Last updated July 13th, 2019.
Back in 2016, lawmakers approved a measure that removed most barriers on foreign property ownership in Vietnam.
The move, among a few other recent ones, aims to raise investment from both companies and individuals. It should also bolster Vietnam’s economy which has underperformed most frontier markets in Asia since 2011.
Several key restrictions remain on foreign ownership in Vietnam remain. For example, you still cannot truly own land – although that’s the case with everyone else including local citizens too.
Foreign citizens holding a valid visa, foreign companies with operations in Vietnam, and foreign investment funds can now own houses and apartments outright.
Previously, foreign real estate ownership was only possible on a long-term leasehold basis of up to 50 years. Freehold titles weren’t allowed at all for structures or land. Thankfully, this has changed.
But the law still prohibits foreign property ownership exceeding 30% of floor space in any one condo. Likewise, non-Vietnamese nationals may only purchase a maximum of 250 houses in a single neighborhood or ward.
Furthermore, every plot of land in Vietnam still technically belongs to the state. Businesses and individuals can own houses and other structures. Yet the land they sit on must be leased from the government.
Foreigners can own structures but not land in Vietnam. You’ll also need a long-term visa and might be restricted from buying in certain certain neighborhoods or projects.
Foreign Property Ownership: Vietnam is Opening Up
Analysts say that investors from China, Singapore, and Japan are most likely to take advantage of the new Vietnam foreign property law.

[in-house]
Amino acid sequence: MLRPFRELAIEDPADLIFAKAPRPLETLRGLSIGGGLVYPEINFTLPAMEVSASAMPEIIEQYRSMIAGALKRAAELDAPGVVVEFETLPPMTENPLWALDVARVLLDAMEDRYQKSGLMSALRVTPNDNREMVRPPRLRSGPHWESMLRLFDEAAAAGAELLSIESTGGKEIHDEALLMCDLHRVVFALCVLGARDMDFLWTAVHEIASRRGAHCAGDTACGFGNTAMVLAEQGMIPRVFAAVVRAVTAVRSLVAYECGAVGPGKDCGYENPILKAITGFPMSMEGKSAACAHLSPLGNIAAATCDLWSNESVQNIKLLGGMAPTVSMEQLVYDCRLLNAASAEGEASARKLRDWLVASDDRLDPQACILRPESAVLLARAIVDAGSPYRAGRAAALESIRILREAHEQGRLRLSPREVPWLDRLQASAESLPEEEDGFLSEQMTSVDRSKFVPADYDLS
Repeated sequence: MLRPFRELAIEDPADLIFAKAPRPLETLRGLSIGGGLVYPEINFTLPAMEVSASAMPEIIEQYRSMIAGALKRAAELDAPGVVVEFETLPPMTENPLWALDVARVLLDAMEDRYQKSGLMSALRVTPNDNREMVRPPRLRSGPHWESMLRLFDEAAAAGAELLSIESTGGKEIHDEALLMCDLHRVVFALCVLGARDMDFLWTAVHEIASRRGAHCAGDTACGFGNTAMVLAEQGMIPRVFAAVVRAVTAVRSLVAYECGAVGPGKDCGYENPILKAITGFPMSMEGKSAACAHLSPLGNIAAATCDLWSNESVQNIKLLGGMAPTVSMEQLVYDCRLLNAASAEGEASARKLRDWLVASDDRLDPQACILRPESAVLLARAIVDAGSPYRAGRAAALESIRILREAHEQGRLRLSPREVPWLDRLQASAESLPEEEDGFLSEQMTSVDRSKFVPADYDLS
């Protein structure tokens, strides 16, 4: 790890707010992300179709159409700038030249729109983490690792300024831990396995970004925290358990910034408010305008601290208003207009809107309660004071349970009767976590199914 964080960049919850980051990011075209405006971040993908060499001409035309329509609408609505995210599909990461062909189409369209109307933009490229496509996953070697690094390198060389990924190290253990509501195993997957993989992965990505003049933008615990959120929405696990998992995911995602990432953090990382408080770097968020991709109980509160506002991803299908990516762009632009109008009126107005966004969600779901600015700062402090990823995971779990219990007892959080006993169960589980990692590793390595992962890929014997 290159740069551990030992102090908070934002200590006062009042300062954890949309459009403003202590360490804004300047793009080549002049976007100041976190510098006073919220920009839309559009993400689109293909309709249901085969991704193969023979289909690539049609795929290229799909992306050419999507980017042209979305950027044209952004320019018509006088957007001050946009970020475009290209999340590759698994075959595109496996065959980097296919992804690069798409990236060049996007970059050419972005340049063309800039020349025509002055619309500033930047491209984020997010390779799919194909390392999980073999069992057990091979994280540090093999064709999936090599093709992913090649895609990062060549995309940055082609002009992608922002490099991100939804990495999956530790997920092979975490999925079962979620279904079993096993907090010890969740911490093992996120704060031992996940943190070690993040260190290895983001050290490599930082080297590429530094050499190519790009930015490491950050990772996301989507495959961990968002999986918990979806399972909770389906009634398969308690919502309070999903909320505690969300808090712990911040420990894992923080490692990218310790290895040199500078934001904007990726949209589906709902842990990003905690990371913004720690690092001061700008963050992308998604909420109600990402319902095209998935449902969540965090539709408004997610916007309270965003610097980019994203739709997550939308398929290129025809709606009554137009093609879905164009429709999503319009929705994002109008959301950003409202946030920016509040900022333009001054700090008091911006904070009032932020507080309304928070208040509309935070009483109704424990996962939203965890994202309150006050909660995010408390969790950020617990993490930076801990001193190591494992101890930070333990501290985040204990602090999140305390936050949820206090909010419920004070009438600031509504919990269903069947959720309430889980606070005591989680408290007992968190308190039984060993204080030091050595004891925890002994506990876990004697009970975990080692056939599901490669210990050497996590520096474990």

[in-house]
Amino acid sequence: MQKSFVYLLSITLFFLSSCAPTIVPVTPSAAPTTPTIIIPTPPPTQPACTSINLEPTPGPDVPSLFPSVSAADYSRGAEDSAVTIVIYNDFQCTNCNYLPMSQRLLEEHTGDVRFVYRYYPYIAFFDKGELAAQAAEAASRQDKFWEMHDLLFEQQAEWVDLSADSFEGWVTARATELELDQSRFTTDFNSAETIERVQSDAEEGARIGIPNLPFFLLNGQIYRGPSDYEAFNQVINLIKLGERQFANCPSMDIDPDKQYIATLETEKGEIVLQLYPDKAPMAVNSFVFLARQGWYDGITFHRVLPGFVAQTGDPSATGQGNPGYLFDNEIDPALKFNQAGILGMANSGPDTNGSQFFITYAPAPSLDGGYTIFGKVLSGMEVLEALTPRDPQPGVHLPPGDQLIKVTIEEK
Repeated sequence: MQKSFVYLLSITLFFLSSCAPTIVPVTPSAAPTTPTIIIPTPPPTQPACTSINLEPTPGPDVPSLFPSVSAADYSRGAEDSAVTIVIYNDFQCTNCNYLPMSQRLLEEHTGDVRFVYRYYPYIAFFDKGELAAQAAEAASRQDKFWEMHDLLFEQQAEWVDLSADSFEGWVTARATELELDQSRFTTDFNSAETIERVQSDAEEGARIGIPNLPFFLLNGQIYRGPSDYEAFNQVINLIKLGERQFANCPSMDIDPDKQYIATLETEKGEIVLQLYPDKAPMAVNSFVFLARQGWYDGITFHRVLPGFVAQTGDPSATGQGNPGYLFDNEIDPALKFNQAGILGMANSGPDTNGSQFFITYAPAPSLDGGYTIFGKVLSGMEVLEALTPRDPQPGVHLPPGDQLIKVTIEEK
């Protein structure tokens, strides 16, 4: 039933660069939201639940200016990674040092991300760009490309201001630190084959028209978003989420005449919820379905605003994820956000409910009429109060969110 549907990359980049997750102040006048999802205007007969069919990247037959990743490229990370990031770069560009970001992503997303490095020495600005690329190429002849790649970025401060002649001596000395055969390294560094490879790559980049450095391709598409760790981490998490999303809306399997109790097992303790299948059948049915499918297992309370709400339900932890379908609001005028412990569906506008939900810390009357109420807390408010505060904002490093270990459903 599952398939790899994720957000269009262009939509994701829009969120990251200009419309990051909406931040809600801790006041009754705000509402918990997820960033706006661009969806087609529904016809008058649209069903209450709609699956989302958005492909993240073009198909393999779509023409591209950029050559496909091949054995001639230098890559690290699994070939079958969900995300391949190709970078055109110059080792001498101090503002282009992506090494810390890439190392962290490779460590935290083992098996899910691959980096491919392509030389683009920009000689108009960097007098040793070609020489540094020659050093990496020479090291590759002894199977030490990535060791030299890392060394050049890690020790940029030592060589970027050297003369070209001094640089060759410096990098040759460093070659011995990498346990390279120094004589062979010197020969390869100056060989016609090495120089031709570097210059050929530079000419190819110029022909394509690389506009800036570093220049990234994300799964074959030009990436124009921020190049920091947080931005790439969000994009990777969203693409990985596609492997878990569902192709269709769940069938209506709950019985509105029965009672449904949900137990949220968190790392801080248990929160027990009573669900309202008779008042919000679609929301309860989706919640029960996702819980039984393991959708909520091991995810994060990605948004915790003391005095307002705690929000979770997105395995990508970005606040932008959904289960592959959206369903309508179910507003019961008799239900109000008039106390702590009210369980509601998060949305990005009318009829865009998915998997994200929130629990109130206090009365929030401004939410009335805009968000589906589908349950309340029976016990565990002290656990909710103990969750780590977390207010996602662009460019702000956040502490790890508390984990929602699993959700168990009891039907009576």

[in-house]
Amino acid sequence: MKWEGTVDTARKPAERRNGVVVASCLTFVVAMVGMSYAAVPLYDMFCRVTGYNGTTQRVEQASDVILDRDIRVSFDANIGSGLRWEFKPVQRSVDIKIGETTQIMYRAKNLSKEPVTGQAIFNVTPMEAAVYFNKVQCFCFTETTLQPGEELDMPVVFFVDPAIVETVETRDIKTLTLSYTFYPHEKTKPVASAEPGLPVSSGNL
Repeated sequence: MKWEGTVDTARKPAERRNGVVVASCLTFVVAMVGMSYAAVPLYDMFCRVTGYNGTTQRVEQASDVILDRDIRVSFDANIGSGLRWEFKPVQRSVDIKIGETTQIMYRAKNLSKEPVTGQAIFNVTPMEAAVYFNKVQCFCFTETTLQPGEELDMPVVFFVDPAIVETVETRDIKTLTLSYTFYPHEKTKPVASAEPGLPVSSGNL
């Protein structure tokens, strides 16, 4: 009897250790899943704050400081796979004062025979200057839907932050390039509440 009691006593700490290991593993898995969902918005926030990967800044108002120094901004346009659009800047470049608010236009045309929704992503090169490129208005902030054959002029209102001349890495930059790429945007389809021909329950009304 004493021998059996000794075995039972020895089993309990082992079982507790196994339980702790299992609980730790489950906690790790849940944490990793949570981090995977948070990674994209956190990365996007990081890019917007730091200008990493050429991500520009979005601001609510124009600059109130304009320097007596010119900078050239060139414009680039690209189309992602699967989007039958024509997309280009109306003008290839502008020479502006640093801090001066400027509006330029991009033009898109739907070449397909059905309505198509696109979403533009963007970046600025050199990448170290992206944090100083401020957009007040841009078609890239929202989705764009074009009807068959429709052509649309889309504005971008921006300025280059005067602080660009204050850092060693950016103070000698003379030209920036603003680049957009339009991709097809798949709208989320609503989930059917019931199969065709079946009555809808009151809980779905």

This is because of real estate bubble concerns and falling rental yields in their home countries. REITs (real estate investment trusts), along with operators of retail space and office buildings in Vietnam will also likely benefit.
Participants in the Vietnam property market, both local and foreign, welcome this new change. Le Hoang Chau, chairman of the Ho Chi Minh City Real Estate Association, thinks the new rules will inevitably raise housing prices and demand.
She believes it will help developers reduce their inventory and finally give banks a chance clean up their bad debt.
“However, we don’t expect a huge boost for sales as Vietnam isn’t yet an attractive destination for foreign home buyers,” added Chau.
The change allowing foreign citizens to own real estate should help Vietnam become far more competitive just in time for the ASEAN Economic Community (AEC 2015) according to Andrew Batt, International Group Editor of PropertyGuru.
AEC’s goal is to transform all of Southeast Asia into a single economic union – similar to the EU, but without many of its fallbacks. The AEC came into effect at the end of 2015.
With all that said, several other places in Southeast Asia have even better prospects and easier foreign ownership laws when compared to Vietnam.
Consider buying property in Malaysia or Cambodia if you want to own real estate abroad. Both these nations allow freehold foreign property ownership with almost zero restrictions.
You may also want to check out our free guide to buying real estate in Vietnam. It has answers to practically any question you could have about investing here.
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